“The impact of alcohol on health is profound. Up to half of all people in beds in orthopaedic wards are there because of alcohol-related injury and at the weekends the A&E departments of our hospitals are filled with people who are drunk. Alcohol and medicine are inextricably entwined in the same way as money and banking.” – David Nutt, Drink?


6. Quit Like A Woman: The Radical Choice to Not Drink in a Culture Obsessed with Alcohol by Holly Whitaker

The book that queen Christy Teigan credits with her sobriety, Quit Like A Woman is a bold take on what it’s like to stop drinking as a woman in today’s world. When author Holly Whitaker tried to quit drinking over 8 years ago, she found the recovery modules she encountered “archaic and patriarchal”. This sober book chart’s Holly’s journey in her own recovery, whilst considering the role alcohol plays in society and in particular the lives of women. A sober call to arms, and well worth adding to your bookshelf.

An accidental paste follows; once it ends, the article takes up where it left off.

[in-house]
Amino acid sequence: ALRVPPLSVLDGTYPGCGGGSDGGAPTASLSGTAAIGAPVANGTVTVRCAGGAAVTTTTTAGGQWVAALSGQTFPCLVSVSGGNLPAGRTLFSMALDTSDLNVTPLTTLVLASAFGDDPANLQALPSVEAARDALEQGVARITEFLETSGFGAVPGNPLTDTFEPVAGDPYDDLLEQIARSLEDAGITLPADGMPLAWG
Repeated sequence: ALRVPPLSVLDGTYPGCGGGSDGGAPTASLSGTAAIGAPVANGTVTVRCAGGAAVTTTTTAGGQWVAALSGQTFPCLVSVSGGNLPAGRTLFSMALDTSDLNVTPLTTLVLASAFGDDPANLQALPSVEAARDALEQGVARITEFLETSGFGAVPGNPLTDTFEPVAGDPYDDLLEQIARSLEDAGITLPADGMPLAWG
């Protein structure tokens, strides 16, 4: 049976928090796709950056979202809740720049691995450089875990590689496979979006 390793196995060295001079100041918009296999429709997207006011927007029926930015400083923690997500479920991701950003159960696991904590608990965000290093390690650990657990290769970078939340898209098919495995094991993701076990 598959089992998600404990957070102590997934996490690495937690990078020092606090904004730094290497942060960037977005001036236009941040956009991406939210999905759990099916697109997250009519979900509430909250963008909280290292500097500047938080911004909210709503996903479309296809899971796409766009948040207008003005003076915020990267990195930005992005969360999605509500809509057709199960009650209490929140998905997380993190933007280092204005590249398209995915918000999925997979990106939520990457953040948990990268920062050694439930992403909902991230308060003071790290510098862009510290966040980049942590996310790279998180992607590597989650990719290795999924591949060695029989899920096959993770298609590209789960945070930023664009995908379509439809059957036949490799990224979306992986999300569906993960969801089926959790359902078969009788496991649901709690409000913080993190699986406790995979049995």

“Spending a night out drinking is akin to dismantling every piece of protection we have—our cognition, our decision making, our reaction time, our memory, our standards, our voice. If we thought about alcohol in this way—as something that undermines our collective momentum and personal agency and vitality and self-worth—what would that mean for us? What if we all rejected the poison—then what? I’ll tell you what: world domination, bitches.” – Holly Whitaker, Quit Like a Woman


7. Blackout: Remembering the Things I Drank to Forget by Sarah Hepola

If you are drinking a lot, blackouts might have become a regular occurrence in your life – perhaps even the sign of a really good night out. In her memoir, Blackout, Sarah Hepolla illustrates why there’s nothing funny about blackouts and that when you blackout you are experiencing alcohol-induced amnesia. If you are looking for a read to help you feel less alone, whilst illustrating the harm of alcohol, this is it. We also love how Sarah dismantles the story of alcohol providing confidence and instead reminds us that it takes away our power and agency.

“Addiction was the inverse of honest work. It was everything, right now. I drank away nervousness, and I drank away boredom, and I needed to build a new tolerance. Yes to discomfort, yes to frustration, yes to failure, because it meant I was getting stronger. I refused to be the person who only played games she could win.” – Sarah Hepola, Blackout


8. Love Yourself Sober: A Self Care Guide to Alcohol-Free Living for Busy Mothers by Kate Baily and Mandy Manners